How in the world is $729,750 a price geared to low to moderate income buyers? This is the kind of mentality that led us into the bubble in the first place. The higher limit will come down but it is absurd to think that this product is somehow for the “working” people of the country. It is merely another shadow bailout to protect the banking interests to keep loan volume churning.
8--When Austerity Fails, Paul Krugman, Commentary, New York Times
Excerpt: Europe’s troubled debtor nations are, as we should have expected, suffering further economic decline thanks to those austerity programs, and confidence is plunging instead of rising. It’s now clear that Greece, Ireland and Portugal can’t and won’t repay their debts in full, although Spain might manage to tough it out.
Realistically, then, Europe needs to prepare for some kind of debt reduction, involving a combination of aid from stronger economies and “haircuts” imposed on private creditors... Realism, however, appears to be in short supply.
On one side, Germany is taking a hard line against anything resembling aid to its troubled neighbors, even though one important motivation for the current rescue program was an attempt to shield German banks from losses.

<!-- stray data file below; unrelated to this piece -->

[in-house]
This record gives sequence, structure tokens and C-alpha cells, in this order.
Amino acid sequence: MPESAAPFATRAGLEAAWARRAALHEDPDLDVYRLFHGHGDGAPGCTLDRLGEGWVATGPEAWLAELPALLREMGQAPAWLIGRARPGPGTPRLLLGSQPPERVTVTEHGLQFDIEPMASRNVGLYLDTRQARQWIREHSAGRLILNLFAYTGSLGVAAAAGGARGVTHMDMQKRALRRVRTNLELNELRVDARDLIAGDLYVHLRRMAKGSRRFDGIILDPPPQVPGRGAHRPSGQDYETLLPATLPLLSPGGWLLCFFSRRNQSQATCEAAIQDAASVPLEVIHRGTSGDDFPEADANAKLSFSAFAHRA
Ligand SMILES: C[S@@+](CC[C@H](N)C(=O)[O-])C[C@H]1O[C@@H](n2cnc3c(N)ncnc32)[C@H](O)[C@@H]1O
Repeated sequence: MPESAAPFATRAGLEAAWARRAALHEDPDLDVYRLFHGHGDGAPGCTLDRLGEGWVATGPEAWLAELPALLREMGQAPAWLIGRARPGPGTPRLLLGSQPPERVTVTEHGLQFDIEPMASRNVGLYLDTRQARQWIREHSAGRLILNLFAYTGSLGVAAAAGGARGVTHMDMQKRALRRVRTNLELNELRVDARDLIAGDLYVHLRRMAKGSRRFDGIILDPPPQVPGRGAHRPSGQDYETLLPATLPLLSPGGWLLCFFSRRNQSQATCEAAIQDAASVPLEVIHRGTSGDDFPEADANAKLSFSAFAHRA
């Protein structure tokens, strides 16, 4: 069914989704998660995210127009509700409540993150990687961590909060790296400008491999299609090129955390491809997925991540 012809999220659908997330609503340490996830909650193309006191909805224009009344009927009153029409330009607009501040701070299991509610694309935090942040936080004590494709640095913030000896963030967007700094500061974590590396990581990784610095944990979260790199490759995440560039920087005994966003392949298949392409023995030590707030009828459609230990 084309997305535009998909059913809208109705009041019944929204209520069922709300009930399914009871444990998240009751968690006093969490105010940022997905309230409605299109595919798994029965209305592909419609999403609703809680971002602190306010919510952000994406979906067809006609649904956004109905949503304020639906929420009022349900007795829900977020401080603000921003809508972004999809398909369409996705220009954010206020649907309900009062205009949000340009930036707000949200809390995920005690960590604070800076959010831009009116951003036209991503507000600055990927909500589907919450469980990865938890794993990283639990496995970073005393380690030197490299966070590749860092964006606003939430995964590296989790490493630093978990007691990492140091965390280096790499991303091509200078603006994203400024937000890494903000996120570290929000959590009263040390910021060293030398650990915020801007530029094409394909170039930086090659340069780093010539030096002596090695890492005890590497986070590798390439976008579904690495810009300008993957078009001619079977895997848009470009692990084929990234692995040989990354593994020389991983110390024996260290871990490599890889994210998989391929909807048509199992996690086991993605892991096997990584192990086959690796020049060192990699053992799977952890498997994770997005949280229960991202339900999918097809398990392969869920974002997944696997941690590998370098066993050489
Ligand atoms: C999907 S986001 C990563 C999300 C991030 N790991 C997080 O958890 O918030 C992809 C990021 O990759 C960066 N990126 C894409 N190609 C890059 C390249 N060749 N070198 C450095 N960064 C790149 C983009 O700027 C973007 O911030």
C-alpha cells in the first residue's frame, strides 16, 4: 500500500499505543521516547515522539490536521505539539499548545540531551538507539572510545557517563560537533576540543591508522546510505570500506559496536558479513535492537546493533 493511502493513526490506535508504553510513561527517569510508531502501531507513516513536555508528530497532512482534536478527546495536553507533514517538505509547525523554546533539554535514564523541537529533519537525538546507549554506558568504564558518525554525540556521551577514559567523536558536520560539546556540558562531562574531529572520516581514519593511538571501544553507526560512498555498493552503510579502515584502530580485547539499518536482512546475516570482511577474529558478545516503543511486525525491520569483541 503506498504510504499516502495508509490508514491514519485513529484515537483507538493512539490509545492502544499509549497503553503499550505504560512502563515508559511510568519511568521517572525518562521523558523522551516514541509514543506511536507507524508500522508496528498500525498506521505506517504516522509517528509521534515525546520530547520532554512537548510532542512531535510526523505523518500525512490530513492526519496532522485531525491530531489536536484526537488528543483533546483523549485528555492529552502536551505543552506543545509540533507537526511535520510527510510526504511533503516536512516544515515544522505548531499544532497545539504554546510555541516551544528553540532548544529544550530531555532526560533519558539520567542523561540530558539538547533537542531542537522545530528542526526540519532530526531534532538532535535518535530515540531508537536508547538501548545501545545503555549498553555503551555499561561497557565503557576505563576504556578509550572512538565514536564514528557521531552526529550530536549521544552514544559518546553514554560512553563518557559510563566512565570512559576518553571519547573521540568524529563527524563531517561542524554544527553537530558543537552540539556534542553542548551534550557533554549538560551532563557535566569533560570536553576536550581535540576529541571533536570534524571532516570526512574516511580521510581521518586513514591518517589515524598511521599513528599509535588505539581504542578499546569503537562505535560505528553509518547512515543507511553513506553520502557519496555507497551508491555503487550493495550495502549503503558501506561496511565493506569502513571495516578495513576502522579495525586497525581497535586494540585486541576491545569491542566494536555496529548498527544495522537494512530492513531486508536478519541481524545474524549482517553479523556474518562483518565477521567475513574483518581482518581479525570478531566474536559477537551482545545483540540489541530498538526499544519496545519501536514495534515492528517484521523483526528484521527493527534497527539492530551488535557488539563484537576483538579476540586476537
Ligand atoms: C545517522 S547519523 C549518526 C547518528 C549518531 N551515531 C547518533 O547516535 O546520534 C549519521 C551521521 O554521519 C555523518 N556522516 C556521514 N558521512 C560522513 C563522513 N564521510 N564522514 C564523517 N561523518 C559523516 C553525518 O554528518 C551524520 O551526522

On the other side, the E.C.B. is acting as if it is determined to provoke a financial crisis. It has started to raise interest rates despite the terrible state of many European economies. And E.C.B. officials have been warning against any form of debt relief...
If Greek banks collapse, that might well force Greece out of the euro area — and it’s all too easy to see how it could start financial dominoes falling across much of Europe. So what is the E.C.B. thinking?
My guess is that it’s just not willing to face up to the failure of its fantasies. And if this sounds incredibly foolish, well, who ever said that wisdom rules the world?
9--Puru Saxena on Why QE3 is Inevitable, The Big Picture (video)
Why QE3 is inevitable